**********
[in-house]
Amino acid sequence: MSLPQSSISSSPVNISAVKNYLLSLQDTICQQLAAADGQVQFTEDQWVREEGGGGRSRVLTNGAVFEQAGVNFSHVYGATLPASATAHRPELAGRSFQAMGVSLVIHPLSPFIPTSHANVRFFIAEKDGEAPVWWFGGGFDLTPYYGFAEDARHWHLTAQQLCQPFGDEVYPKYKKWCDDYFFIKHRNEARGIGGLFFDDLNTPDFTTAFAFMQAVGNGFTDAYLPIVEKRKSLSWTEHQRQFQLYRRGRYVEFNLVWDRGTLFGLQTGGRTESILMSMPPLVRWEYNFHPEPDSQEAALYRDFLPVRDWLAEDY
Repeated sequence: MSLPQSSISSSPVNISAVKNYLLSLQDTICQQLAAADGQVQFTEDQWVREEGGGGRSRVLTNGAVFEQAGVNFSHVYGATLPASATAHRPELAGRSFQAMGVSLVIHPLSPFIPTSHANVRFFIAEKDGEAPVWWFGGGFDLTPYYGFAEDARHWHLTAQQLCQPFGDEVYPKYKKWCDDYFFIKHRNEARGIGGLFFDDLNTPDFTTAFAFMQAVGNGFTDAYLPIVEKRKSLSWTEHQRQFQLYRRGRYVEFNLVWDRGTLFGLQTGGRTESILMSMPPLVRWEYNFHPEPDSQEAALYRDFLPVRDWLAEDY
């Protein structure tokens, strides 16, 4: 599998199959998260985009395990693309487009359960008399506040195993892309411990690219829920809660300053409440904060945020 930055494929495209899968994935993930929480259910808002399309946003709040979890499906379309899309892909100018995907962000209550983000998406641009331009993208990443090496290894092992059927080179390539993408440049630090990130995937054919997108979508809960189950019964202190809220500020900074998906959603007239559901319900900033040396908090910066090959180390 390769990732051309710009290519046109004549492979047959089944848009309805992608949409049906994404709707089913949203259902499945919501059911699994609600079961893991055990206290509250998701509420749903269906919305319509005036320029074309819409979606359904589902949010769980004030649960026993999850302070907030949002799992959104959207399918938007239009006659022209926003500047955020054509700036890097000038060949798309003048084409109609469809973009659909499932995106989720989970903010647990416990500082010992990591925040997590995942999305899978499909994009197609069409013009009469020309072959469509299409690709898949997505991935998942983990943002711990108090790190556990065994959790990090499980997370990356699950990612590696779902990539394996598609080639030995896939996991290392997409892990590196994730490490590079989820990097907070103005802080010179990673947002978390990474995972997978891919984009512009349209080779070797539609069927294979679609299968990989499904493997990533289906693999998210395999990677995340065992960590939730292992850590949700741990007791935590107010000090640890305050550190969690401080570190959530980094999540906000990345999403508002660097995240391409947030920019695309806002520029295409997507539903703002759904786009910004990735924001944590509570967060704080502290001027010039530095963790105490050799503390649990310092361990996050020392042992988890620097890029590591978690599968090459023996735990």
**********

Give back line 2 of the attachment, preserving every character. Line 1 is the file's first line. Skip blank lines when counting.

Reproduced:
Amino acid sequence: MSLPQSSISSSPVNISAVKNYLLSLQDTICQQLAAADGQVQFTEDQWVREEGGGGRSRVLTNGAVFEQAGVNFSHVYGATLPASATAHRPELAGRSFQAMGVSLVIHPLSPFIPTSHANVRFFIAEKDGEAPVWWFGGGFDLTPYYGFAEDARHWHLTAQQLCQPFGDEVYPKYKKWCDDYFFIKHRNEARGIGGLFFDDLNTPDFTTAFAFMQAVGNGFTDAYLPIVEKRKSLSWTEHQRQFQLYRRGRYVEFNLVWDRGTLFGLQTGGRTESILMSMPPLVRWEYNFHPEPDSQEAALYRDFLPVRDWLAEDY